The verify-index command can be used to check the consistency between the index and entry data within the directory server database. This command also provides information about the number of index keys that have reached the index entry limit (See below).

The rebuild-index command can be used to rebuild an index. It is useful in the following cases:

  • When the index-entry-limit property of an index changes

  • When a new index is created

The index-entry-limit tuning parameter (known as AllIDs threshold in Oracle Directory Server Entreprise Edition) controls the maximum numbers of entries kept in an index record as scaning the whole database may become a more efficient option when the number of entries associated with a given index value becomes huge.

Tuning indexes upfront may not be an obvious task, that's the reason why OUD provides you with  both  static and  dynamic index analyser tools:

The static analyser is delivered as part of the dbtest tool.  The dbtest list-index-status -n <dbName> -b <dbSuffix> command let you figure out how many entries are associated with each index value, and tune index-entry-limit when needed..

The dynamic analyser can be used to monitor live search filters received by OUD and corresponding  index usage: Live index analysis must be first enabled at the database level. At that point, subsequent searches hitting OUD are analysed and the corresponding statistics are kept in memory.  Statistics can be retrieved from the in-memory suffix cn=monitor as part of the database environmenent entry.

To enable live index data collection, run  the following command:

$ dsconfig set-workflow-element-prop --element-name userRoot  --set index-filter-analyzer-enabled:true  --set max-entries:100 -h localhost -p 4444 -D cn=directory\ manager -w <password>

The set-max-entries parameter controls how many statistical records are kept in memory.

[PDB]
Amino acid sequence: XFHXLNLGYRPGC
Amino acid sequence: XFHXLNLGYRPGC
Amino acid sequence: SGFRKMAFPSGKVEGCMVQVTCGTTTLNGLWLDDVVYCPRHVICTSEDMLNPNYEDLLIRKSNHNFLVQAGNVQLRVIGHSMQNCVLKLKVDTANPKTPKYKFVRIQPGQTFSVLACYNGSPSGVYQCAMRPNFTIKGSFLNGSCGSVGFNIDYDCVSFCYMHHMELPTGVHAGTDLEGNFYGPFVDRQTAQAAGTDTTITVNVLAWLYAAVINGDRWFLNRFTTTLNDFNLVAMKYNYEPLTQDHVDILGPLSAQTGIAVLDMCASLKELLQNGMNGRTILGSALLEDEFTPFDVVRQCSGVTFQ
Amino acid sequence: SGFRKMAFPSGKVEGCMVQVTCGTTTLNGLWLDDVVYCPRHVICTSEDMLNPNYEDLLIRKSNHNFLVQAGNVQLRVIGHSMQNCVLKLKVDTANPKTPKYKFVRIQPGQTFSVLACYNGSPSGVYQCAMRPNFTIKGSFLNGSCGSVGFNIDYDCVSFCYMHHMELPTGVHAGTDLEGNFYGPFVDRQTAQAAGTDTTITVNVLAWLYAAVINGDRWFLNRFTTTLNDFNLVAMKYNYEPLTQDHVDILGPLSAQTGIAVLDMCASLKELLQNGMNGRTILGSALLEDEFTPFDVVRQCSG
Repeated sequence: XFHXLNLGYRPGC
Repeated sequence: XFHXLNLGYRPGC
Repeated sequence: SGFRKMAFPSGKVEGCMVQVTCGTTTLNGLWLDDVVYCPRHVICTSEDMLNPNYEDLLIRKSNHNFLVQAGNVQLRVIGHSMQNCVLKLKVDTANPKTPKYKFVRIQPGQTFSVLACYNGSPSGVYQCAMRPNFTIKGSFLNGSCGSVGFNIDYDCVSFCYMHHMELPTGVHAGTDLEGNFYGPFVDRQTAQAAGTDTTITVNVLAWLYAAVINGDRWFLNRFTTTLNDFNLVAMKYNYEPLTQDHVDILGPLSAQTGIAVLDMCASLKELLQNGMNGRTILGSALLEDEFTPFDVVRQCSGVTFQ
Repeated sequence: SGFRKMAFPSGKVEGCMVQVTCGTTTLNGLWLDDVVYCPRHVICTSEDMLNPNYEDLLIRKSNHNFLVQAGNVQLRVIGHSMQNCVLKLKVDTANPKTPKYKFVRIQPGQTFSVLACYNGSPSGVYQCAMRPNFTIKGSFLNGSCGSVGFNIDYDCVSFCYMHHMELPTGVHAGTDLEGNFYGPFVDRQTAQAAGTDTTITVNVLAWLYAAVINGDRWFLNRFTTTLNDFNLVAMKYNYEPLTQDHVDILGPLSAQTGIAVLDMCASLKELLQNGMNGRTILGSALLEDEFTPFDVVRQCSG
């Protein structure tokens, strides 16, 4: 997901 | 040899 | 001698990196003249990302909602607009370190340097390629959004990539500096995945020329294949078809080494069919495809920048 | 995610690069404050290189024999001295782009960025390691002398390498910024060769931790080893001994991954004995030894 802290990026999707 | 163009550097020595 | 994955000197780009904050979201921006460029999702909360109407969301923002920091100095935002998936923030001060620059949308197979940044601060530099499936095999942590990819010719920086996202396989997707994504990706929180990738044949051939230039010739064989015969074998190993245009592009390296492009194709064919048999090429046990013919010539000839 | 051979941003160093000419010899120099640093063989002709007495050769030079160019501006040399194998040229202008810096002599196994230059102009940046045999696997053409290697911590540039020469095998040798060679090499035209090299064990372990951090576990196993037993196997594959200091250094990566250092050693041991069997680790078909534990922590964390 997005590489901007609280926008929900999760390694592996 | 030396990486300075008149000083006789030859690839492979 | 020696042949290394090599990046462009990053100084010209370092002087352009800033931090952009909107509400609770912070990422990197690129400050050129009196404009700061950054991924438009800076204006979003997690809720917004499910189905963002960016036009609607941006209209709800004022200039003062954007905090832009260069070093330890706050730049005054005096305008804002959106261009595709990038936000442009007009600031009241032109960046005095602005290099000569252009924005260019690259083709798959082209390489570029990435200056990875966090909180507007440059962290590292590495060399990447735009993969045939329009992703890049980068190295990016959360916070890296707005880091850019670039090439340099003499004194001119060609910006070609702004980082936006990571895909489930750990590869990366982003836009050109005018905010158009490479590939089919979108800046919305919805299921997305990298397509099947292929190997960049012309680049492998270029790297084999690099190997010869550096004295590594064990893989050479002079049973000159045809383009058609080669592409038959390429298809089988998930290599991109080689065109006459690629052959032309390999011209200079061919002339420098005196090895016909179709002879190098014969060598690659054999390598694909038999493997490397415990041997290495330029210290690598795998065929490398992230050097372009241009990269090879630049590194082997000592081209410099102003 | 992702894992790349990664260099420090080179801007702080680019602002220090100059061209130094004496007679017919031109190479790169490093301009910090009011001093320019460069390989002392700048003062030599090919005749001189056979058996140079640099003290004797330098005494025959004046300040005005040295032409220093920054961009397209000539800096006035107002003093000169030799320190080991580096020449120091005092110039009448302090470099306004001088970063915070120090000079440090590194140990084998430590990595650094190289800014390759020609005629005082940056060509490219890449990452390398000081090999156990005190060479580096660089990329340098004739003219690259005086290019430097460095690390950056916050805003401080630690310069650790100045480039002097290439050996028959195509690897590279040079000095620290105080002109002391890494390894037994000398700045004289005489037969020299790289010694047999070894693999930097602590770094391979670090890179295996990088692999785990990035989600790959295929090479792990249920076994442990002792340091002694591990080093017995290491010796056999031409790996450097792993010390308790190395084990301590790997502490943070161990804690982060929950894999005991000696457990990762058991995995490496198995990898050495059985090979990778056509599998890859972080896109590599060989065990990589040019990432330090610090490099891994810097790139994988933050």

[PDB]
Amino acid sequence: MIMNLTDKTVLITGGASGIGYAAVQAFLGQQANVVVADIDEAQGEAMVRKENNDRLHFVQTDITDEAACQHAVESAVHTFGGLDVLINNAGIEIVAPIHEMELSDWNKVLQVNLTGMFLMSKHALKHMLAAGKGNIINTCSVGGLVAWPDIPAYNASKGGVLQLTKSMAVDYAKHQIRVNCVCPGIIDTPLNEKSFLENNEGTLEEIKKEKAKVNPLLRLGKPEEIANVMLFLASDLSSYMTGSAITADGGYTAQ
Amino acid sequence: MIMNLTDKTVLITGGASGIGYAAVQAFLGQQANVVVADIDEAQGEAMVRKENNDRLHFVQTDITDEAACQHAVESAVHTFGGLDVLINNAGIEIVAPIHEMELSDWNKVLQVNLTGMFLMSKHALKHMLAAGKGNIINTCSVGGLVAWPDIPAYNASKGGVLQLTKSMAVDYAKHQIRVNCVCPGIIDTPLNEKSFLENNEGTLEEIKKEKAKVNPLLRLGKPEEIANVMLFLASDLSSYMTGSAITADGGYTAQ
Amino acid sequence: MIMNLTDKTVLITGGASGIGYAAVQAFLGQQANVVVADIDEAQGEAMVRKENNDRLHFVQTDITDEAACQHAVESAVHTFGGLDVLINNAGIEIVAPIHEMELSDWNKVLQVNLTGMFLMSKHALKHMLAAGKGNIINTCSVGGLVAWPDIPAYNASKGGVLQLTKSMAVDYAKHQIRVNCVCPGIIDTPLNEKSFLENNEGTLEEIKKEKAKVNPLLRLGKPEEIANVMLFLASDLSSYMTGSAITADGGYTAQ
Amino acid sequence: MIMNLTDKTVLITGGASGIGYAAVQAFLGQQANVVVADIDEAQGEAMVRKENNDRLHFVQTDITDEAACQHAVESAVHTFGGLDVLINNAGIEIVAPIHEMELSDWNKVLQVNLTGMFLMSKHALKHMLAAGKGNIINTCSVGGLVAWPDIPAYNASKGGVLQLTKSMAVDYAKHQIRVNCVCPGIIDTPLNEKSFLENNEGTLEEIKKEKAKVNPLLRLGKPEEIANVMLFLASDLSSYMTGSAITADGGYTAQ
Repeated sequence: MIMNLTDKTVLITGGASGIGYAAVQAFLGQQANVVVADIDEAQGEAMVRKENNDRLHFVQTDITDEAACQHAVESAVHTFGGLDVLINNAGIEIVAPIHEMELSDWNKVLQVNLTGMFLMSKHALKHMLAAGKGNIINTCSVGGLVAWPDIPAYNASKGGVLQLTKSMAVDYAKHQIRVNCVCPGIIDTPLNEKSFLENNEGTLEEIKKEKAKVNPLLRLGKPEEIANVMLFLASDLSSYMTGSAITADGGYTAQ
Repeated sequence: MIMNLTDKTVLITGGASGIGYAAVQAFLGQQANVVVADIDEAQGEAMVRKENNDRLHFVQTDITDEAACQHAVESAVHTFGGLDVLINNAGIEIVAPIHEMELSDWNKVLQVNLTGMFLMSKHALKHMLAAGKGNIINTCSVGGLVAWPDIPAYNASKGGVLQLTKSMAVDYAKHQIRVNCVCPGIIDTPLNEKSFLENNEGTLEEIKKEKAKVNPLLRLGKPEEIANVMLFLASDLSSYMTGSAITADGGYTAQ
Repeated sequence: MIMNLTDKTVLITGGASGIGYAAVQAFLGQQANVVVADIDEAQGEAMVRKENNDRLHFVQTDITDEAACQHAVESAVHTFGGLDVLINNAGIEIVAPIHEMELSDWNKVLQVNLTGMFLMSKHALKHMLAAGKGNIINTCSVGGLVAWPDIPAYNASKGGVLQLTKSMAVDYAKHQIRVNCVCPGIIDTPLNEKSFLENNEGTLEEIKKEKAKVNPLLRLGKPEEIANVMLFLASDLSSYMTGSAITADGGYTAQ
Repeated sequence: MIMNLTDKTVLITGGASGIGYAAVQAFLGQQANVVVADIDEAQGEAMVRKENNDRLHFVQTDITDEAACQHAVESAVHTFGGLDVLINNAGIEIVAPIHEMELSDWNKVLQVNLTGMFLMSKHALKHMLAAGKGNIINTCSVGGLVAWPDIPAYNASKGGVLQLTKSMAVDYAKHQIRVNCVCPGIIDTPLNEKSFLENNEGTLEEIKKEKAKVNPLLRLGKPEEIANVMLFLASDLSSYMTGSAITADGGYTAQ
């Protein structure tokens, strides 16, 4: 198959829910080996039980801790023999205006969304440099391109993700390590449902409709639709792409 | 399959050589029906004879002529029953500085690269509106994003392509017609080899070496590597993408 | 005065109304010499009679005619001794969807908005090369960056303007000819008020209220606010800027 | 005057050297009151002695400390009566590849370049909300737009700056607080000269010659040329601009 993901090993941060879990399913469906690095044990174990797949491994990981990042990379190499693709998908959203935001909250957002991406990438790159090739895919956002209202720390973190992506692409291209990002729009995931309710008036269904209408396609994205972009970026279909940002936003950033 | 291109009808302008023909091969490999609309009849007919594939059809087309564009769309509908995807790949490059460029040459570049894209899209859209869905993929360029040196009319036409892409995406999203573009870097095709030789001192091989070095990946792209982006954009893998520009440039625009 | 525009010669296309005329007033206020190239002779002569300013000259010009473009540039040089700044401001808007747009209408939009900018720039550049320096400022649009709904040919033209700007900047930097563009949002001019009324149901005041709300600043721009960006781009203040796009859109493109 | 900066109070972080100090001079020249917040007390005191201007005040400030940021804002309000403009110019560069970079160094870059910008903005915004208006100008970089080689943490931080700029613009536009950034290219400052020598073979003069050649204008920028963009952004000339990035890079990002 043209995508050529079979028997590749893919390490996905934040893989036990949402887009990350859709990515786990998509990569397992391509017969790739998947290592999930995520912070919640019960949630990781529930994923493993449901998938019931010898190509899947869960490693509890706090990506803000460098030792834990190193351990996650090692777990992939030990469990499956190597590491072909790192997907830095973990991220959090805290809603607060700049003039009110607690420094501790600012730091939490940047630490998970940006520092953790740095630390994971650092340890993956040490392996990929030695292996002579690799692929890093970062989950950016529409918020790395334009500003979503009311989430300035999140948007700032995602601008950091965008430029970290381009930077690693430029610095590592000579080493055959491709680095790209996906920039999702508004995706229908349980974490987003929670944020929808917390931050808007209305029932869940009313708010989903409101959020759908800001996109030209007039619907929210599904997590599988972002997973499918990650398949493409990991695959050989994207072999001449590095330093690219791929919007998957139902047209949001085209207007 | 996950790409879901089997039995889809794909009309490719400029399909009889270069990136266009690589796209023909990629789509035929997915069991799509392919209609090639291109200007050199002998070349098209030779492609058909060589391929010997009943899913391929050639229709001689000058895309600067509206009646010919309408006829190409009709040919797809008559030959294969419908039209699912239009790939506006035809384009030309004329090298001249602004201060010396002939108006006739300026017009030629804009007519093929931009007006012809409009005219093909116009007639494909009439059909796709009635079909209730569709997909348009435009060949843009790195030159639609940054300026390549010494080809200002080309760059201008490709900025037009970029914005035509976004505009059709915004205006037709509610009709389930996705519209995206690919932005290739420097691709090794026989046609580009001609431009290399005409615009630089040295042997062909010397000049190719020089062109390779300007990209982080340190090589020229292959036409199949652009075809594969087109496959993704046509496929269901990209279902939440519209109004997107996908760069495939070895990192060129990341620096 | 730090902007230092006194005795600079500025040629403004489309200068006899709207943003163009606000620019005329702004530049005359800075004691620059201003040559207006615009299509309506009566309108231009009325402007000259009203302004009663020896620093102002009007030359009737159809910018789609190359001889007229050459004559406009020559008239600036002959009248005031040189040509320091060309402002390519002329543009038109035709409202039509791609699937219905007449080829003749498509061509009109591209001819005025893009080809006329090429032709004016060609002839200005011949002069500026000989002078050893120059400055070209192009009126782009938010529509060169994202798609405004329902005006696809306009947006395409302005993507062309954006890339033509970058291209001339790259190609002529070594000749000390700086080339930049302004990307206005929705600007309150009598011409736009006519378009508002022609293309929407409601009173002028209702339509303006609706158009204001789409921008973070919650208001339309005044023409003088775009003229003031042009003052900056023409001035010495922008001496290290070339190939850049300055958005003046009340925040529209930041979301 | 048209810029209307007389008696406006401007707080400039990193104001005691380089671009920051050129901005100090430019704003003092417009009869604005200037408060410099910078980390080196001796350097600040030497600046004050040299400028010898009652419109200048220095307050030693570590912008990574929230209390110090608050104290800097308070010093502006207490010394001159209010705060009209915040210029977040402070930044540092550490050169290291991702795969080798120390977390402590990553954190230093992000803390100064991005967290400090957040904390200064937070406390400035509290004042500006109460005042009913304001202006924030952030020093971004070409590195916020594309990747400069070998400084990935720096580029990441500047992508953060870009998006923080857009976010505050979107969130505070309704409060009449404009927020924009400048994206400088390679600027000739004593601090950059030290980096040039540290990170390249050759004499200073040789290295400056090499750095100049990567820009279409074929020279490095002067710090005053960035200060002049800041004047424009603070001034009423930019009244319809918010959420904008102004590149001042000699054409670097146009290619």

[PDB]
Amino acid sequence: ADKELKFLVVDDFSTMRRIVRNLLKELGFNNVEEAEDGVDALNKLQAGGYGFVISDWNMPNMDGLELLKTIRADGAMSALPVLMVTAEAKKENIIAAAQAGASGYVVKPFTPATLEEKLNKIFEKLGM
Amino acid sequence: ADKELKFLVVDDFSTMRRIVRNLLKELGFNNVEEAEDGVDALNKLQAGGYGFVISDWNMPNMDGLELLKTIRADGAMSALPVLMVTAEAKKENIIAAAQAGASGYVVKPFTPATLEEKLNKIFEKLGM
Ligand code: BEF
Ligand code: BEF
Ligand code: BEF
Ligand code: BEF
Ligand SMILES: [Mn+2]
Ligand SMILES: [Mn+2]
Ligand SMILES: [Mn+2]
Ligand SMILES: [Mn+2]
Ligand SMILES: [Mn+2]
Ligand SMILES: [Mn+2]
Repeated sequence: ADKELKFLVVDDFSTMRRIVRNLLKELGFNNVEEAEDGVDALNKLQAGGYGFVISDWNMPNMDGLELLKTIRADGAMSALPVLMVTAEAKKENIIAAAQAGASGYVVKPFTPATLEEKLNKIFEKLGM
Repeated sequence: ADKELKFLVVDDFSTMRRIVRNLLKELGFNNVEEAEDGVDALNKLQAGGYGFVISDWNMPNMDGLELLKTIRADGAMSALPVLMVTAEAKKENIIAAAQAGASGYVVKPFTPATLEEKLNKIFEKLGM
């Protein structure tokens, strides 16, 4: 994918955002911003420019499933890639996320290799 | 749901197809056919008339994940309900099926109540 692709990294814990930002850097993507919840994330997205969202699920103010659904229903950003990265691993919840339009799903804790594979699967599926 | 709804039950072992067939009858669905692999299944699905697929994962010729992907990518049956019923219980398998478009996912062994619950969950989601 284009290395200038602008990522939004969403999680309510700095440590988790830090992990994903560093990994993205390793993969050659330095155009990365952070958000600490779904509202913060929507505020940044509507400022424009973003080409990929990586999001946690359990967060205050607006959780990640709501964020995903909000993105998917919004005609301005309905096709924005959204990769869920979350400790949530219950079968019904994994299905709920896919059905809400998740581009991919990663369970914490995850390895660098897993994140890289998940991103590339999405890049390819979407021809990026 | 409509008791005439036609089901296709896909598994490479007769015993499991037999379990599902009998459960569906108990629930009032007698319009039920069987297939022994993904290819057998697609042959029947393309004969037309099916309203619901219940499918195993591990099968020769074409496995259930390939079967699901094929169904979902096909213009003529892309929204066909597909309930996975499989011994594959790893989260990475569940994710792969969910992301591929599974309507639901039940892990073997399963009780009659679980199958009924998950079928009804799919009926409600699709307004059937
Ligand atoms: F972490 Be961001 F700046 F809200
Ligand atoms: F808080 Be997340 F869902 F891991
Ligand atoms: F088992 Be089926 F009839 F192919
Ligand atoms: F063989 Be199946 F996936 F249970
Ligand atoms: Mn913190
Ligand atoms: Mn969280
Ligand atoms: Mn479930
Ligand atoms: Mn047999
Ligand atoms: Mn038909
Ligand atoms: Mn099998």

To retrieve the results, run the following search:

$ ldapsearch -p 1389 -D cn=directory\ manager -w <password>  -b "cn=<dbName> Database Environment,cn=monitor"  "(objectclass=*)"  filter-usefilter-use: (description=*) hits:2 maxmatches:-1 message:presence index type is disabled for the description attribute

Important note:  It is not recommanded to enable statistic collection in a production system for a long time as it consumes ressources.

It is also possible to use the operational attribute debugsearchindex to figure out which entries are targetted by each component of a LDAP search filter. This is a lightweight yet convenient way to debug index-related issues.

$ ./ldapsearch -p 11389 -b "o=example" -D "cn=directory manager" -w *** "(&(uid=user.9*)(objectclass=*))" debugsearchindex
dn: cn=debugsearch
debugsearchindex: filter=(&(objectClass=*)[NOT-INDEXED](uid=user.9*)[COUNT:111]) [COUNT:111] scope=wholeSubtree[LIMIT-EXCEEDED:4101] final=[COUNT:111] 


About


I am Sylvain Duloutre, I work as a Software Architect in the Oracle Directory Integration Team, the customer-facing part of Directory Services & Identity Management Product Development, working on Technical Field Enablement.

The views expressed on this blog are my own and do not necessarily reflect the views of Oracle.